In the past when I have tried wax leaf begonias, they did not do well at all, and I became discouraged with this plant.  But, now, with the success I have had with these two, I think I may try to plant some in the garden this year.

I have had great success with Rex begonias and the angel wing ones, and when I have some pictures of those I will post them.

Garden Cats

This post, “Garden Cats” was written for my WordPress blog called Always Growing by Jan in Covington, Louisiana 

I love working in the garden and having a cat nearby.  Our current garden cat is Rusty who adopted us about 8 years ago. 


 He is so funny with the way he will slowly stroll over to wherever I am working.  After checking out whatever it is that I am doing, he will move a little ways away and lay down.  From this short distance, he keeps an eye on things.  If I move off to another area, it isn’t long before he gets up and ambles over to where I am.  He loves to sit in the sun and sleep.  Of course, I do not plant in what seems to be his favorite spots.  Since I mulch with pine straw, he always seems to find an out of the way place (usually under a large shrub) to settle down in the straw.  We seem to think that his sleeping in the pine straw is what keeps him from having any fleas. 


He is such a sweet, laid-back cat, who never causes any problems.  He doesn’t bother the birds, doesn’t scratch in the garden, and doesn’t walk on any plants.  He is the perfect garden companion.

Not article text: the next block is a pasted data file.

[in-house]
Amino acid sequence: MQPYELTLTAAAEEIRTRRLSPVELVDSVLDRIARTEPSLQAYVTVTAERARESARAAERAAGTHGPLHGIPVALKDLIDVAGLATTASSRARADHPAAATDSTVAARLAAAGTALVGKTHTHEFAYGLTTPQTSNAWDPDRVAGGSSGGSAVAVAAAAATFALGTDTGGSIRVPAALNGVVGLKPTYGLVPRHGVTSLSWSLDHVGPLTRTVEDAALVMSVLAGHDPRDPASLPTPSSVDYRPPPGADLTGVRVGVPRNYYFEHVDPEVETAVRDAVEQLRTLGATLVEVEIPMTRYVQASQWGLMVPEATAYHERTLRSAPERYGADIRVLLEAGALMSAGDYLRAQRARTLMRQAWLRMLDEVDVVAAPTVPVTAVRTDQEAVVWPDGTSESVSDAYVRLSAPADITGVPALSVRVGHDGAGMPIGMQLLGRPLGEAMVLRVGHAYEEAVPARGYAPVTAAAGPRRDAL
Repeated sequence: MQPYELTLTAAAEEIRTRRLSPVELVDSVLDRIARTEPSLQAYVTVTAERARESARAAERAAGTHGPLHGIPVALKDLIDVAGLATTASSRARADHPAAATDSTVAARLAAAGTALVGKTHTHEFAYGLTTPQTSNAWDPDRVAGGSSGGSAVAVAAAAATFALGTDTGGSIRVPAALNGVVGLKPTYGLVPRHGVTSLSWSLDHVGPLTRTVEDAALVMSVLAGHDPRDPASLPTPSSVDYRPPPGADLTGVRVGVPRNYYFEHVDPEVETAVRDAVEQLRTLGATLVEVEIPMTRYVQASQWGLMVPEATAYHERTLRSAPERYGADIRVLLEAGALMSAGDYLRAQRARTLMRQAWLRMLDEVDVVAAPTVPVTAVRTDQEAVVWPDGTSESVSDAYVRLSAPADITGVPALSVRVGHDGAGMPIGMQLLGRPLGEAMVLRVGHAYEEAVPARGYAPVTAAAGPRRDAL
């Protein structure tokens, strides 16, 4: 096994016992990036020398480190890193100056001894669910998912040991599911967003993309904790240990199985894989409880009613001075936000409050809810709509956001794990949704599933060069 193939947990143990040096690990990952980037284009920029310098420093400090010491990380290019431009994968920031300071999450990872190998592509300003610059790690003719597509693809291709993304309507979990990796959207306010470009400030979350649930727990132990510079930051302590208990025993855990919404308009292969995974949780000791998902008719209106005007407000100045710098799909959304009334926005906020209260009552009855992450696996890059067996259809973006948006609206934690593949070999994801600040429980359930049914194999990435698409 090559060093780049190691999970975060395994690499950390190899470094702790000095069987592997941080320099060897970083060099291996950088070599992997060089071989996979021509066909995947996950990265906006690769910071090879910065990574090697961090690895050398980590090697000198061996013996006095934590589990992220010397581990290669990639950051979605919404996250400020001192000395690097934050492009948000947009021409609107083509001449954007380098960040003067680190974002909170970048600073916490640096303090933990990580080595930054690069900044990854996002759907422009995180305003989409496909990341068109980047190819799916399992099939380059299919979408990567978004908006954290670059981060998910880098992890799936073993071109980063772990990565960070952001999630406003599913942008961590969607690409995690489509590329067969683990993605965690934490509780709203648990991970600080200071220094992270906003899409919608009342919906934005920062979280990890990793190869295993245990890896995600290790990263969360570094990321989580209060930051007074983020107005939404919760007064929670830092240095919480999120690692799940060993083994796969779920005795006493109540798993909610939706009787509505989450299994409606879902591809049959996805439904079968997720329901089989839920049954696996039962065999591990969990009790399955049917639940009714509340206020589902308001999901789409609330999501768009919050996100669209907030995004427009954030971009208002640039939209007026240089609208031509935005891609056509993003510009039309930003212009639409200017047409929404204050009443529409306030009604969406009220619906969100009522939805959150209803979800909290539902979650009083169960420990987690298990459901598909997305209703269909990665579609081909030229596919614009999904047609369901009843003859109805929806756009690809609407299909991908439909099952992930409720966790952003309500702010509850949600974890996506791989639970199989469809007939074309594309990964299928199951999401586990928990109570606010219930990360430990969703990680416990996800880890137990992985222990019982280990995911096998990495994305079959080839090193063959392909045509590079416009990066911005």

We have two more garden cats, but they do not belong to us.  They are neighbor cats who just like to hang out around our house.  If I am working in the front garden, they usually show up to check things out.  They don’t bother anything either – just a visit to say hello and back home they go.


If you are going to have pets in the garden, you might want to check out the ASPCA list of toxic plants.  Also be careful in choosing products that you buy to treat your garden or lawn.  Make sure they are pet safe.  Personally, I only use very few chemicals and then only the least toxic.  If I don’t feel comfortable being in contact with them, I don’t want my pets in contact either.

Just like the birds, butterflies, and squirrels add to the atmosphere of the garden, so do pets like Rusty and “friends”.

Winter Blooms

This post, “Winter Blooms” was written for my WordPress blog called Always Growing by Jan in Covington, Louisiana